Friday, July 28, 2006

The Scribble Bitch Book Club Has a Crisis Hotline

The Scribble Bitch Book Club currently has three members: Rebecca Jane, Sheela Swift, and Riva Djinn. (See the post below entitled "The Scribble Bitch Book Club" to know exactly what titles they are reading).

These three women met at a small club in Chicago called the Rhythm Room, a nightclub that hosts Friday night drum circles.

All three of these women happen to play different varieties of hand drums. Rebecca plays an inverted steel drum; Sheela plays an Irish bodhran; Riva plays the Middle Eastern dumbek.

These women met two weeks ago at the Rhythm Room's weekly drum circle. Drumming together quickly made them into a classic example of fast friends. They all discovered that they share interests in reading, writing, and talking at high speed.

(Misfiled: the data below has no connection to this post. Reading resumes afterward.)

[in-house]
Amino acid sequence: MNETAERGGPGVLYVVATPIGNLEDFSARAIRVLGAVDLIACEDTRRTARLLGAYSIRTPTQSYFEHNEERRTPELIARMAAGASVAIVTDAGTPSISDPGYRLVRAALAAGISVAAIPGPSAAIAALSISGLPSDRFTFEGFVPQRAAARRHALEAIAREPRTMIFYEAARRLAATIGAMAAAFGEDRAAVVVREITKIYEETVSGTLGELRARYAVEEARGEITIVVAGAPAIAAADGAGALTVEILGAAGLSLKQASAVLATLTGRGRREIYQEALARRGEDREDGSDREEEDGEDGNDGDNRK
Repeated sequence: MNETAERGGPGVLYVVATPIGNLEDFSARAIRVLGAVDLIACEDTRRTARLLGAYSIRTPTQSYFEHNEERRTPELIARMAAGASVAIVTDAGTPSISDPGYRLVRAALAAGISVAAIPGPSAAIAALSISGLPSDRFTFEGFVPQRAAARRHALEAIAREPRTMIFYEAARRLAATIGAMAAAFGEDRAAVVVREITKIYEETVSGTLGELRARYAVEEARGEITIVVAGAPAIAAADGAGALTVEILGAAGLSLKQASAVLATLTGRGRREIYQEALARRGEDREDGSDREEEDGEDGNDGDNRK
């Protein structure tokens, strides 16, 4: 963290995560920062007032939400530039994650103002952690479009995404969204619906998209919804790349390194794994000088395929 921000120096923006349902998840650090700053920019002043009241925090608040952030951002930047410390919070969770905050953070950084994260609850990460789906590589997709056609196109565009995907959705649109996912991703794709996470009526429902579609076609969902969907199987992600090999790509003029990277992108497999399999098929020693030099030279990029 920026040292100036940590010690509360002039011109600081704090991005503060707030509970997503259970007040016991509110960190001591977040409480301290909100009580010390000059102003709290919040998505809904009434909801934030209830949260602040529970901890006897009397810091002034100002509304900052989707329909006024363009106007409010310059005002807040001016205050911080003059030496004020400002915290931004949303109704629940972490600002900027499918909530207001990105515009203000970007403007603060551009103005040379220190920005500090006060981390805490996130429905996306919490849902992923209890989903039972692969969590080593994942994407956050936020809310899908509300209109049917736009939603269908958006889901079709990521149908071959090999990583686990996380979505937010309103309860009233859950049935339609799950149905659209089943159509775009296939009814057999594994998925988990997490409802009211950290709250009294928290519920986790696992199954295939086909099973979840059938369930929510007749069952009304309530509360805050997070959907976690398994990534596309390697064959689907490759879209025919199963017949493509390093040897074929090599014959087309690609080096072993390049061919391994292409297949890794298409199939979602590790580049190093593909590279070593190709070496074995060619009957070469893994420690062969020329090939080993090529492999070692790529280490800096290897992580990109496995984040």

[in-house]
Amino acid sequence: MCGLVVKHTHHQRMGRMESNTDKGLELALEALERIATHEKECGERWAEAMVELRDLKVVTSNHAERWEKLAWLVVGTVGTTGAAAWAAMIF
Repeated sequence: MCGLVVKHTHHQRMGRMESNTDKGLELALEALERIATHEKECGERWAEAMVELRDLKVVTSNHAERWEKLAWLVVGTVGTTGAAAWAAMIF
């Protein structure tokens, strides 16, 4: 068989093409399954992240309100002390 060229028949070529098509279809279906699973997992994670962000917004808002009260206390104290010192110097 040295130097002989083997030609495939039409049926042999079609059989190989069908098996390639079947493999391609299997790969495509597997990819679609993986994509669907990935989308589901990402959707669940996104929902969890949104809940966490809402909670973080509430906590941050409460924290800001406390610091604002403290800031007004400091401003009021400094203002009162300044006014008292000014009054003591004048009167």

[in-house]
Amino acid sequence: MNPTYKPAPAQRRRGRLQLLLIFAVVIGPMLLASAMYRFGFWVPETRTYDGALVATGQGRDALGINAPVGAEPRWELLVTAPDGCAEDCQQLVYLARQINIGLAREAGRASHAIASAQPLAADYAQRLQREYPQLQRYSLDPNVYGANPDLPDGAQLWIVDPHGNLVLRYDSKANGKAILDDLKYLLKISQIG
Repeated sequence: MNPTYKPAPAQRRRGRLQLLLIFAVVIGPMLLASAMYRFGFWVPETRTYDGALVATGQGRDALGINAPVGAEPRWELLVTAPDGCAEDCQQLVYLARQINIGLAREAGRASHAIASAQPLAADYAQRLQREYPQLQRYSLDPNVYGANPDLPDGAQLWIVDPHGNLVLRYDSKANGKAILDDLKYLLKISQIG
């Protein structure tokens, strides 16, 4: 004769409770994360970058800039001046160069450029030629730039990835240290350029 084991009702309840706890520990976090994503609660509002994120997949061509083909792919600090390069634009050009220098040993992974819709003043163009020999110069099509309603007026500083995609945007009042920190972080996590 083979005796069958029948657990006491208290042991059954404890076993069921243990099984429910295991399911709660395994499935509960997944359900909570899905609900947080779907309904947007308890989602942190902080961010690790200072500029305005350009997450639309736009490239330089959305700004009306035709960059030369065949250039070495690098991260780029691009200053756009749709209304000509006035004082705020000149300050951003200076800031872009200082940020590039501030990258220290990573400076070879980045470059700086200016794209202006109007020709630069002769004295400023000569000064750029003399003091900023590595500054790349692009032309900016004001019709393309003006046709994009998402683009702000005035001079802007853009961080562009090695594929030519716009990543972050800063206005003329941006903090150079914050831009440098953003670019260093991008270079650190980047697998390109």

All three women worry over the crisis in the Middle East, and they have anxious personalities, so they decided to form a book club to start reading, talking, thinking, and writing about this problem amongst themselves.

After exchanging phone numbers, they agreed to be available to each other anytime, day or night. The three of them created a kind of Middle East Crisis Hotline, thus agreeing in this way to be within reach of each other, all the time.

Last night, Rebecca picked up the phone.

First, she called Riva, who was busy indulging in a foam bath. Riva splashed and laughed. Rebecca, being as reverent as she is toward a woman in her bath, couldn’t imagine disturbing her dear friend. Rebecca needed to quietly rant; her reading had inspired an urgent and pressed mood in her, so she explained to Riva that she'd just call her later; she'd bring her concerns to Sheela first. Riva agreed, and they hung up.